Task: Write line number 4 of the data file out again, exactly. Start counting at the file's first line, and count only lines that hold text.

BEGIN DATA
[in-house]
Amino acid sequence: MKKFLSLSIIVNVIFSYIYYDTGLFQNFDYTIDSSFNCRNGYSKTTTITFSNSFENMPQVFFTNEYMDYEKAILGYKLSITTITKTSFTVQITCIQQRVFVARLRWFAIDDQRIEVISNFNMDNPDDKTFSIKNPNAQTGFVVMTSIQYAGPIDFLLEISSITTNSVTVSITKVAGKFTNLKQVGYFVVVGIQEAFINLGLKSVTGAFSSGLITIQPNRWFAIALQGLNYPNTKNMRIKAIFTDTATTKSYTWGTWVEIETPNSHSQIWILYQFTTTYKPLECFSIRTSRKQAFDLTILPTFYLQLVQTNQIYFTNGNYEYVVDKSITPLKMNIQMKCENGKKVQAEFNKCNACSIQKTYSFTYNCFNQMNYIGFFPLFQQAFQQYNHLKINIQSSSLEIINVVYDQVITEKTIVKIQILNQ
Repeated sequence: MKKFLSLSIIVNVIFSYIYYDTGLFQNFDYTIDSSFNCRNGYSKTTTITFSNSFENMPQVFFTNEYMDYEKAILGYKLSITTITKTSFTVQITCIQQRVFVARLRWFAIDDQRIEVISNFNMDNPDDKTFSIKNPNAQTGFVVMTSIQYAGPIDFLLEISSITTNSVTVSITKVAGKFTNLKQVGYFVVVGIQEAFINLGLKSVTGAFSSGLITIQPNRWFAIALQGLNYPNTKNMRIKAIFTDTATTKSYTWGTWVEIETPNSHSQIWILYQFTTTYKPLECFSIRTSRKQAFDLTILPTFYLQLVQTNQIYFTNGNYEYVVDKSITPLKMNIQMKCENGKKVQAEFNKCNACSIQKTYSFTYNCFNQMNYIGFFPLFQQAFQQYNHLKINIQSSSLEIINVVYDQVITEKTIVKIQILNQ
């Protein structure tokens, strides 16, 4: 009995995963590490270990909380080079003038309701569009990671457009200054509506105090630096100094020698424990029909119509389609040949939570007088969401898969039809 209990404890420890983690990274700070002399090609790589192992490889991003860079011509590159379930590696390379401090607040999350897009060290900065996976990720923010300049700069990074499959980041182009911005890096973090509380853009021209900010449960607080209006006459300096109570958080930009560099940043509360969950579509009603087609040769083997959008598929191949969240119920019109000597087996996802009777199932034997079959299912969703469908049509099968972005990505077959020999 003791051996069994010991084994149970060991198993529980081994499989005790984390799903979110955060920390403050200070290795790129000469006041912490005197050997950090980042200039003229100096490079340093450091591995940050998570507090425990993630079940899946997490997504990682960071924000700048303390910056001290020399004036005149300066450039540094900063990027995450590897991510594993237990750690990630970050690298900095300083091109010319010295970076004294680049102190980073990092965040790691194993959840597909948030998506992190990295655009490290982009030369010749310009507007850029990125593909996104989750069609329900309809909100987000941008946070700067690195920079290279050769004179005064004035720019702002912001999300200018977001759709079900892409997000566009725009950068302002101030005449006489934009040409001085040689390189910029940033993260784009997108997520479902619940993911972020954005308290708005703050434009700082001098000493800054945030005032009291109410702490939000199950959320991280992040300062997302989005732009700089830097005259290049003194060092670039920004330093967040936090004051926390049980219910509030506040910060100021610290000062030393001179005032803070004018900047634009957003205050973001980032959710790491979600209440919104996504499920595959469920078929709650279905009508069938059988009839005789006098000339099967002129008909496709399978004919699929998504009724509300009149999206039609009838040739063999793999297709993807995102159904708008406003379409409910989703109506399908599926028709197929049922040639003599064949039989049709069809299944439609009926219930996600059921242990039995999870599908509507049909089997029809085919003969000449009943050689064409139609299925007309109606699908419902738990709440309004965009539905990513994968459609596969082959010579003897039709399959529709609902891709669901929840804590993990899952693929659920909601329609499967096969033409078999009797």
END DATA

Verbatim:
């Protein structure tokens, strides 16, 4: 009995995963590490270990909380080079003038309701569009990671457009200054509506105090630096100094020698424990029909119509389609040949939570007088969401898969039809 209990404890420890983690990274700070002399090609790589192992490889991003860079011509590159379930590696390379401090607040999350897009060290900065996976990720923010300049700069990074499959980041182009911005890096973090509380853009021209900010449960607080209006006459300096109570958080930009560099940043509360969950579509009603087609040769083997959008598929191949969240119920019109000597087996996802009777199932034997079959299912969703469908049509099968972005990505077959020999 003791051996069994010991084994149970060991198993529980081994499989005790984390799903979110955060920390403050200070290795790129000469006041912490005197050997950090980042200039003229100096490079340093450091591995940050998570507090425990993630079940899946997490997504990682960071924000700048303390910056001290020399004036005149300066450039540094900063990027995450590897991510594993237990750690990630970050690298900095300083091109010319010295970076004294680049102190980073990092965040790691194993959840597909948030998506992190990295655009490290982009030369010749310009507007850029990125593909996104989750069609329900309809909100987000941008946070700067690195920079290279050769004179005064004035720019702002912001999300200018977001759709079900892409997000566009725009950068302002101030005449006489934009040409001085040689390189910029940033993260784009997108997520479902619940993911972020954005308290708005703050434009700082001098000493800054945030005032009291109410702490939000199950959320991280992040300062997302989005732009700089830097005259290049003194060092670039920004330093967040936090004051926390049980219910509030506040910060100021610290000062030393001179005032803070004018900047634009957003205050973001980032959710790491979600209440919104996504499920595959469920078929709650279905009508069938059988009839005789006098000339099967002129008909496709399978004919699929998504009724509300009149999206039609009838040739063999793999297709993807995102159904708008406003379409409910989703109506399908599926028709197929049922040639003599064949039989049709069809299944439609009926219930996600059921242990039995999870599908509507049909089997029809085919003969000449009943050689064409139609299925007309109606699908419902738990709440309004965009539905990513994968459609596969082959010579003897039709399959529709609902891709669901929840804590993990899952693929659920909601329609499967096969033409078999009797």